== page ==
Here’s what caught our attention on Tuesday:
1. Q1 GDP figures
South Africa’s gross domestic product for the first quarter of 2019 contracted 3.2% with manufacturing sector suffering most. This is compared to the 1.4% increase in the last quarter of 2018. The contraction is just less than double the 1.7% forecast by economists polled by Reuters. Year-on-year growth in South Africa was zero compared with forecasts of growth of 0.7%. The rand weakened to R14.60 to the dollar at 11:49 in response to the announcement.
2. SOEs in hot water
In just over a week, the CEOs of two very key, yet very troubled state-owned enterprises handed in their resignations. Eskom CEO, Phakamani Hadebe, alongside SAA CEO, Vuyani Jarana threw in the towel. Reuters is reporting that the resignations spell trouble for President Ramaphosa and his reform drive, and have the potential to hurt investor sentiment and the view of credit-rating agencies. Both CEOs quit after being in the role for less than two years, with the monumental task of replacing the them now beginning.
3. Intu Properties appoints chief financial officer
British real estate investment trust, Intu Properties has appointed Robert Allen as the company’s new chief financial officer, effective from Monday, June 10, 2019. Allen previously served as the group chief financial officer of Crest Nicholson for two years and has also held senior finance positions in British American Tobacco, among others. Allen will be replacing Barbara Gibbs, who has been acting as interim CFO. Gibbs will resume her role as director of finance at the company.
4. IMF calls on SA to accelerate growth in key areas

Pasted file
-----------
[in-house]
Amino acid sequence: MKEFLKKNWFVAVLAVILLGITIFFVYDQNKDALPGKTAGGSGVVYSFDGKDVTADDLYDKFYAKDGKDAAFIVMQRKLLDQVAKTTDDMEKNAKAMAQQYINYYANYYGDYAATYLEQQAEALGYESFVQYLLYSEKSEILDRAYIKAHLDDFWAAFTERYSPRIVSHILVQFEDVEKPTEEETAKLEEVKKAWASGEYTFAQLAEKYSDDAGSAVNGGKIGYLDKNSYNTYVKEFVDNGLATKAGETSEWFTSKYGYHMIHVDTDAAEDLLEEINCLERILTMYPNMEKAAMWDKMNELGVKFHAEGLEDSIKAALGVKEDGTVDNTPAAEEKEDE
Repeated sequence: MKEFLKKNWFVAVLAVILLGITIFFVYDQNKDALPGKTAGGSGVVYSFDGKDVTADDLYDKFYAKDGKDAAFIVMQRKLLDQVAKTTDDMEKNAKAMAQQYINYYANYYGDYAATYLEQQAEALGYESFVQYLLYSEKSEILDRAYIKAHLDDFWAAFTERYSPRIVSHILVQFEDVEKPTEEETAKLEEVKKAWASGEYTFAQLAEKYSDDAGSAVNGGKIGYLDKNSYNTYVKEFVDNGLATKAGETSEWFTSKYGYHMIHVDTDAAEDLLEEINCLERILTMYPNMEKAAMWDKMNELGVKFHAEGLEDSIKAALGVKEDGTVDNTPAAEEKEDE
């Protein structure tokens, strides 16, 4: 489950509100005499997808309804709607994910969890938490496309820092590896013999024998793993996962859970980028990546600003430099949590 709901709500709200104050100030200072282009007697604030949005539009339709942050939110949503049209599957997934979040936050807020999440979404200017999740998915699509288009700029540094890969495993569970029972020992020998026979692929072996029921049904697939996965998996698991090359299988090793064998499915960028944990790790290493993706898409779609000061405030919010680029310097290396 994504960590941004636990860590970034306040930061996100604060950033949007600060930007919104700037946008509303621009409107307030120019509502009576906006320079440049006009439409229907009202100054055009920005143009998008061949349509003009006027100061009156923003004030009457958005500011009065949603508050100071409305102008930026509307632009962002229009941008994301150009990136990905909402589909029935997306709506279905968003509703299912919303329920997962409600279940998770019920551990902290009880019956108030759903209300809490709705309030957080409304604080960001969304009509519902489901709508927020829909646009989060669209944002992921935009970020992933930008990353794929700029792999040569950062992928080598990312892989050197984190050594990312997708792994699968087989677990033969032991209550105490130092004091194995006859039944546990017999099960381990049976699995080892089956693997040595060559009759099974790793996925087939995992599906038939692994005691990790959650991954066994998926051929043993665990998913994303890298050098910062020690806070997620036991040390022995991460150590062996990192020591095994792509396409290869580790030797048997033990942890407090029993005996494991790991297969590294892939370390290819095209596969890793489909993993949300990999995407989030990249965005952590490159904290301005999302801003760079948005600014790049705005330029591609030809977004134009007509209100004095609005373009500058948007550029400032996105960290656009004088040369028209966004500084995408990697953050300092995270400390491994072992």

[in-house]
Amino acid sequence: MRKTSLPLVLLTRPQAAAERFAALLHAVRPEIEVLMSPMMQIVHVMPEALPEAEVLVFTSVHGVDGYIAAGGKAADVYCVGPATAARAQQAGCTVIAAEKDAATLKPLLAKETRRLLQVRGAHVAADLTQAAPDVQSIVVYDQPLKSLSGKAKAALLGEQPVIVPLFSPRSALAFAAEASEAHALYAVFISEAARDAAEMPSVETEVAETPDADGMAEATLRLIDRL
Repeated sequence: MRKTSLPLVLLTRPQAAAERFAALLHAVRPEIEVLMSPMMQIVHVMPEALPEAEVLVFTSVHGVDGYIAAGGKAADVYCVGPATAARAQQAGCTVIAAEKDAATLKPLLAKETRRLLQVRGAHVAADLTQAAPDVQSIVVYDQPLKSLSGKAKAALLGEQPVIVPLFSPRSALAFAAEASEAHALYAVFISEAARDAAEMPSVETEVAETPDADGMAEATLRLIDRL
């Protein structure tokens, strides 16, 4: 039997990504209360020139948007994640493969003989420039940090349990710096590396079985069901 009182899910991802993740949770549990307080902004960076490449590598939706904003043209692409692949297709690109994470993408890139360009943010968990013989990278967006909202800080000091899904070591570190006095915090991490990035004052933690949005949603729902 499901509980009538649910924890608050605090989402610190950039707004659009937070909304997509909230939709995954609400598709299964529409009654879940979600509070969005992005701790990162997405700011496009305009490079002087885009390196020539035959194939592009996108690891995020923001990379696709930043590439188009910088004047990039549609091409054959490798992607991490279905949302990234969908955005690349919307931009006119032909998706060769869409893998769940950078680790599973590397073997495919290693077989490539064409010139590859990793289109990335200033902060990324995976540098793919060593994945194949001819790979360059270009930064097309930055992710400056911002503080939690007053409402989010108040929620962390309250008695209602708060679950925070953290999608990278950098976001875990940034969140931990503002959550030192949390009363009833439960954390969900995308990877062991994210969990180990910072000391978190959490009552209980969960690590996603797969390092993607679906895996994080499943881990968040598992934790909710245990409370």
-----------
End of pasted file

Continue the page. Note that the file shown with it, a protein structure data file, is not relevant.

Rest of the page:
In a report released on Monday, the International Monetary Fund called on South Africa to take swift action in implementing policies to drive economic growth and accelerate job creation. A number of reform processes and strategies were named by President Cyril Ramaphosa ahead of the elections that took place last month, but, the IMF says the ball needs to get rolling, to reignite the economy, while key institutions, like Eskom, will require “bold action to redefine its business model”.
5. Shoprite halts buyback of deferred shares
Retailer Shoprite was meant to embark on an agreement to buy back deferred shares held by chairman Christo Wiese in an attempt to simplify the retailer’s voting structure and effectively reduce Wiese’s voting power and influence. However, the retailer announced on Monday that it had halted the deal as it did not receive enough support from shareholders. Reuters is reporting that Shoprite received written warnings from more than 15% of shareholders, saying they would not vote in favour of the resolution.